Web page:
How can companies ditch that gut feeling and make decisions based on data?

data driven framework for hi-tech

Cristopher Frank, co-author of Drinking from the fire hose: Making smarter decisions without drowning in information, has an interesting analogy to explain the plight of hi-tech companies struggling with digital transformation. Remember the protagonist from the fairy tale Alice in Wonderland? The story goes that Alice asks the Cheshire cat for directions, who in response asks where she wants to go. Alice says that she really doesn’t know; in which case, the cat pronounces that it doesn’t matter whichever way she goes.

This ‘Alice in Wonderland problem’, as Frank so eloquently calls it, is very common among hi-tech companies who simply do not know what they aim to achieve with the use of big data and analytics. Most enterprises would like to use data to make intelligent business decisions, but have absolutely no idea how to go about it.

Beating the HiPPO effect

According to an interesting study in the Harvard Business Review, while 80 per cent of survey respondents rely on data in their professional roles and 73 per cent rely on data to make work-related decisions, 84 per cent still said managerial judgment is a factor when making key decisions. Avinash Kaushik, the best-selling author of Web Analytics: An Hour a Day, calls it the HiPPO (highest paid person’s opinion) effect. In most organizations, when a HiPPO is in play, decision-making becomes a personal affair, based on someone’s likes, dislikes or gut feeling. And others simply go along with it! 

It’s about time we beat the all-pervading HiPPO effect with the latest data arsenal. The idea is to become more objective and data-driven, embracing the power of technology, to change the prevalent expert-based mindset to one that’s more dynamic and agile to the changing realities of today’s world. From the top management’s commitment for adopting digital solutions to encouraging cross-functional teamwork and building a data-driven workplace culture, there’s a lot that goes into digital journey transformations and objective decision-making processes in enterprises.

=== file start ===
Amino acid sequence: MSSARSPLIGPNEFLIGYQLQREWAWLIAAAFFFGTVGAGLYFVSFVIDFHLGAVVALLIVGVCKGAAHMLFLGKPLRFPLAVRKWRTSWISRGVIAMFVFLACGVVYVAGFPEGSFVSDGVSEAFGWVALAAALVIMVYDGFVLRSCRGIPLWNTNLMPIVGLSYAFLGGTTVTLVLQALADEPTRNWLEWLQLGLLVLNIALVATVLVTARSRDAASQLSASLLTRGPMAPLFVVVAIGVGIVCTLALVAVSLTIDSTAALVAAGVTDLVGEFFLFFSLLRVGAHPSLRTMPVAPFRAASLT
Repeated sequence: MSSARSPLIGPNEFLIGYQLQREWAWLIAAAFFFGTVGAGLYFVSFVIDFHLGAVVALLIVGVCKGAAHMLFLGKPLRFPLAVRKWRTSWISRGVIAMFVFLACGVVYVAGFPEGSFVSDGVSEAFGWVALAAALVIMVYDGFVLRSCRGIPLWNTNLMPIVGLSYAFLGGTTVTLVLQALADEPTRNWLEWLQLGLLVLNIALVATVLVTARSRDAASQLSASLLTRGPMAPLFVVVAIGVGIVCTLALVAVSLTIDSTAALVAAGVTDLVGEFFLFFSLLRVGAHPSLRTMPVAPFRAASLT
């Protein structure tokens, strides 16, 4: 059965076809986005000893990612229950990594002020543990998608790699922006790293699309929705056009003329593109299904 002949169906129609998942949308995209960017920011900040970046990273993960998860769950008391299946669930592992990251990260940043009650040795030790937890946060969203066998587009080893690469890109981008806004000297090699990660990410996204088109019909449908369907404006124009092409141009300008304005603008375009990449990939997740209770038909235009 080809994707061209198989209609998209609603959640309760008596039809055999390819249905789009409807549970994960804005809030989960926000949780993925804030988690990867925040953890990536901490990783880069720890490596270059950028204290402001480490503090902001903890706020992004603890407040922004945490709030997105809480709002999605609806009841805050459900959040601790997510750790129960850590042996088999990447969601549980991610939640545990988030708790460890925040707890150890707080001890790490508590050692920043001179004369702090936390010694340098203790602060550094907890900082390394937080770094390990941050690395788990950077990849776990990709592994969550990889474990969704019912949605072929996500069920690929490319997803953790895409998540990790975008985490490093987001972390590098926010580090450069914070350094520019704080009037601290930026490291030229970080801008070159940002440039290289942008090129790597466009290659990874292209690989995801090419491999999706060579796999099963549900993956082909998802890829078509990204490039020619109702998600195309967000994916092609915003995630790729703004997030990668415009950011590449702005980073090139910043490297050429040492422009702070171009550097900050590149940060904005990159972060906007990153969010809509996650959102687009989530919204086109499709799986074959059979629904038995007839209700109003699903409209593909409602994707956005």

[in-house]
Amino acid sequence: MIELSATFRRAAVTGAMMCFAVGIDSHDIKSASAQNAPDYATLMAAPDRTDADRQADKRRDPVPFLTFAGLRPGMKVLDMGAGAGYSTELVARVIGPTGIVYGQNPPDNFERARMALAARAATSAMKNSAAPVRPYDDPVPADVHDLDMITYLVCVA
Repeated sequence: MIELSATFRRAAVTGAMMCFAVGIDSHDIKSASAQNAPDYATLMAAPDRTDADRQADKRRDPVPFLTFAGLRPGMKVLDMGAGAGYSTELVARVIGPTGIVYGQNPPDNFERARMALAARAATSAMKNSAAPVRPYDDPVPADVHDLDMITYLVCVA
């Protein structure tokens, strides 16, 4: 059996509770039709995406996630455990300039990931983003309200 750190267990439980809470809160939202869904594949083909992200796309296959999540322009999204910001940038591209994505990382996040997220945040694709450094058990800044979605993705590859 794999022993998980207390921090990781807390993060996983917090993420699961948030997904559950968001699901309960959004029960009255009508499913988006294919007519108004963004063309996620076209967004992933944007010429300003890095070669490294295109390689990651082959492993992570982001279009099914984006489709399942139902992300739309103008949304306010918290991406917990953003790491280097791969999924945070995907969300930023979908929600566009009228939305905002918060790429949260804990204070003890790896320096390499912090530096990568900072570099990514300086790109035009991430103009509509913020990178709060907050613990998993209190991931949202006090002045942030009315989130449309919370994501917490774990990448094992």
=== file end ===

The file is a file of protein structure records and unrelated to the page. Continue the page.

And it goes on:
What customers want

With the incorporation of new technologies, traditional working models are paving the way for new business approaches that look at customer experience as the ultimate goal of any digital transformation. In an age when personalized services are the norm, data analytics can show enterprises how their customers think, what their pain points are and what they really want.

The idea is to cater to every customer demand. It’s proven that across sectors, satisfied customers spend more, exhibit deeper loyalty to companies, and create conditions that allow companies to have lower costs and higher levels of employee engagement. And this is true not just for online service providers like Uber and Amazon, but also for traditional business-to-business players in sectors such as chemicals and steel.

Customers today expect their demands to be met swiftly, making it impossible for enterprises stuck with traditional operating models to survive. The focus can no longer be on optimizing internal capabilities; the customer’s needs have to be at the center of all business decisions. Also, it’s critical to ensure that all departments – whether from the business side, information technology, back-end operations, or other support functions – work collaboratively towards a single vision for a consistent customer experience.

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Counting the benefits

When companies make data-driven decisions based on customer demands, experts concur, the results will reflect in the bottom-line. However, it’s not simply about increased revenues and reduced costs. Data also helps to reveal new insights – such as modifications in customer behaviors, to subtle changes in operational outputs. Armed with the right data, companies can build effective strategies to meet business targets, decide on techniques to accelerate delivery of business benefit, and quantify the effect of a proposed investment before signing on the dotted line.

While many of the benefits of embracing a data-driven work culture and decision-making process are tangible, there are innumerable intangible advantages as well. From the impact on strategies and employee engagement to the increase in customer satisfaction and drop in customer pain points, data-based dialogues can be real game-changers. Provided the decisions are not based on unreliable data, or data involved in security or privacy disputes.

The biggest challenge, with ever-increasing data, is deriving meaningful insights from it and converting the knowledge into action. From ensuring the quality of the data gathered and the effectiveness of its analysis and interpretation, to building the infrastructure to capture and store the data, as well as train individuals in data literacy and interpretation, there are processes that need to be in place for data to work its magic! 

In conclusion

To stay competitive in today’s market, enterprises need to be ready and willing to adopt a data-driven culture. And that takes more than appointing Chief Data Officers and/or Chief Analytics Officers. Whether it is depersonalizing decision-making or acting on data-based insights in time, enterprises need to realize that technology alone is not enough. Without the right people, working in a culture that values data and knows how to use it effectively, there can’t really be a digital transformation.

Ultimately, data can’t make decisions; it can only support and guide decisions to be made by human beings. The key is to humanize the data and make it less intimidating. When data-based decisions become a way of life, it’ll certainly drive the bottom-line results across the enterprise.

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Author : Jisha Krishnan Date : 23 Jan 2018